Dogpile: Search Results On Major Engines Diverging

InfoSpace-owned metasearch engine Dogpile, which recently refreshed its homepage and made other, minor changes, published the results of its second “search overlap” study. The first study, released in 2005 and commissioned from the University of Pittsburgh and Pennsylvania State University, found that 84.9 percent of results on search engines were unique to one engine and not found on competitor sites. The study involved Google, Yahoo, Microsoft and Ask and also found that among 12,570 random user-defined queries just over 1 percent of first page search results were the same across the engines.

The 2007 study has found further divergence and even less overlap: only 0.6 percent first page search results were the same across the engines.

Here’s a high-level summary of the findings of the April, 2007 study, this time conducted in conjunction with Queensland University of Technology and Pennsylvania State University:

  • The percent of total results unique to one search engine was established to be 88.3 percent.

  • The percent of total results shared by any two search engines was established to be 8.9 percent.
  • The percent of total results shared by three search engines was established to be 2.2 percent.
  • The percent of total results shared by the top four search engines was established to be 0.6 percent.

The majority of first page results are unique:

  • On average, 69.6 percent of Google first page search results were unique to Google.

  • On average, 79.4 percent of Yahoo! first page search results were unique to Yahoo!
  • On average, 80.1 percent of Live first page search results were unique to Live.
  • On average, 75.0 percent Ask first page search results were unique to Ask.

Top search result was different across engines:

Only 3.6 percent of the #1 ranked non-sponsored search results were the same across all search engines for a given query, down from 7.0 percent in the July 2005 overlap study.

Sponsored links on Google and Yahoo:

  • Only 4.6 percent of Yahoo! and Google sponsored links overlap for a given query.

  • For 22.8 percent of all queries Google did not return a sponsored link where Yahoo! returned one or more.
  • For 9.9 percent of all queries Yahoo! did not return a sponsored link where Google returned one or more.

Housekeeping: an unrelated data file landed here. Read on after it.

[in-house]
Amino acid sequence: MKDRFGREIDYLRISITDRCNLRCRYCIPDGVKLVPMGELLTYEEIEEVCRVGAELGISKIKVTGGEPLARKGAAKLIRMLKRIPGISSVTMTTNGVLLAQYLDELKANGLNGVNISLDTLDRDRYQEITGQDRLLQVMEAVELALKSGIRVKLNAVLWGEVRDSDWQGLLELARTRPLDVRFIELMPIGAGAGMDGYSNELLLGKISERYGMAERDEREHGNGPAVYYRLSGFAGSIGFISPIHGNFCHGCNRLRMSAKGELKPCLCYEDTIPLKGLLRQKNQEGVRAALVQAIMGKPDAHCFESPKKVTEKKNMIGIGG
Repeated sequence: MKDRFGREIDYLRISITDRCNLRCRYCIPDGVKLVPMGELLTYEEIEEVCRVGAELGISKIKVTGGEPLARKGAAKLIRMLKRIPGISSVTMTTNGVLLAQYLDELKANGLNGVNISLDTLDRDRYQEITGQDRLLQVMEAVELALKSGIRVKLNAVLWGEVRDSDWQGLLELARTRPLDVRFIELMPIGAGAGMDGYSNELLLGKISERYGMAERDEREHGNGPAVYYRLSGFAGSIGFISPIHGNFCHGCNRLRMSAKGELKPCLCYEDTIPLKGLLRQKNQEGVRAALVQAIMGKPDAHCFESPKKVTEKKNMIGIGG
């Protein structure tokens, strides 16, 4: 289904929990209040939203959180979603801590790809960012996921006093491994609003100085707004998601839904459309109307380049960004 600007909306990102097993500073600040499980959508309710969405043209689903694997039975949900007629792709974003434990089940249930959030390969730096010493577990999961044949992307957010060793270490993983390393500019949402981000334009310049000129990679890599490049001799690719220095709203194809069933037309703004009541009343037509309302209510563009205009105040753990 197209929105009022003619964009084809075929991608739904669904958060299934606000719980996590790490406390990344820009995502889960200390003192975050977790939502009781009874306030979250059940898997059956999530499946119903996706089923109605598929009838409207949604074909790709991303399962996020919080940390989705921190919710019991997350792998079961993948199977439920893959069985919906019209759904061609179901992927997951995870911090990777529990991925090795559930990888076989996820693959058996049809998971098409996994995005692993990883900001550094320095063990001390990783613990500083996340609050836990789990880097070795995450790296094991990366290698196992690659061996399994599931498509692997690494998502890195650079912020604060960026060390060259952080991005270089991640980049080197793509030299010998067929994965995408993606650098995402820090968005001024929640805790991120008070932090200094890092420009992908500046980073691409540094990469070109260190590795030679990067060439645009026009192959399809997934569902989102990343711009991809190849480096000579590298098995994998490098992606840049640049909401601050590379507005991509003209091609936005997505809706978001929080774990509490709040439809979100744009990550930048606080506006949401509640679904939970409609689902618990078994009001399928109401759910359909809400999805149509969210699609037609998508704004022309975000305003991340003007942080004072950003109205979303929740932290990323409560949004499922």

You can find the complete study here.

Related Topics: Channel: Strategy | Search Engines: Meta Search Engines | Stats: Relevancy

Sponsored


About The Author: is a Contributing Editor at Search Engine Land. He writes a personal blog Screenwerk, about SoLoMo issues and connecting the dots between online and offline. He also posts at Internet2Go, which is focused on the mobile Internet. Follow him @gsterling.

Connect with the author via: Email | Twitter | Google+ | LinkedIn



SearchCap:

Get all the top search stories emailed daily!  

Share

Other ways to share:
 

Read before commenting! We welcome constructive comments and allow any that meet our common sense criteria. This means being respectful and polite to others. It means providing helpful information that contributes to a story or discussion. It means leaving links only that substantially add further to a discussion. Comments using foul language, being disrespectful to others or otherwise violating what we believe are common sense standards of discussion will be deleted. Comments may also be removed if they are posted from anonymous accounts. You can read more about our comments policy here.
  • http://www.seo-theory.com/wordpress/ Michael Martinez

    The report is based on data from two years ago. Both Google and Yahoo! have implemented a lot of algorithmic changes since then (and Google has redesigned its search engine twice in that time frame). Ask is also about to unleash a new algorithm (if it hasn’t turned on Edison yet).

    This report is neither very relevant nor very interesting for those reasons. It would help tremendously if they do the study again based on 2007 search results (and publish the report in 2007, not 2009).

  • MJ

    If you read the study, you will see that data for the study was compiled in April 2007. Please see the second paragraph of the paper.

Get Our News, Everywhere!

Daily Email:

Follow Search Engine Land on Twitter @sengineland Like Search Engine Land on Facebook Follow Search Engine Land on Google+ Get the Search Engine Land Feed Connect with Search Engine Land on LinkedIn Check out our Tumblr! See us on Pinterest

 
 

Click to watch SMX conference video

Join us at one of our SMX or MarTech events:

United States

Europe

Australia & China

Learn more about: SMX | MarTech


Free Daily Search News Recap!

SearchCap is a once-per-day newsletter update - sign up below and get the news delivered to you!

 


 

Search Engine Land Periodic Table of SEO Success Factors

Get Your Copy
Read The Full SEO Guide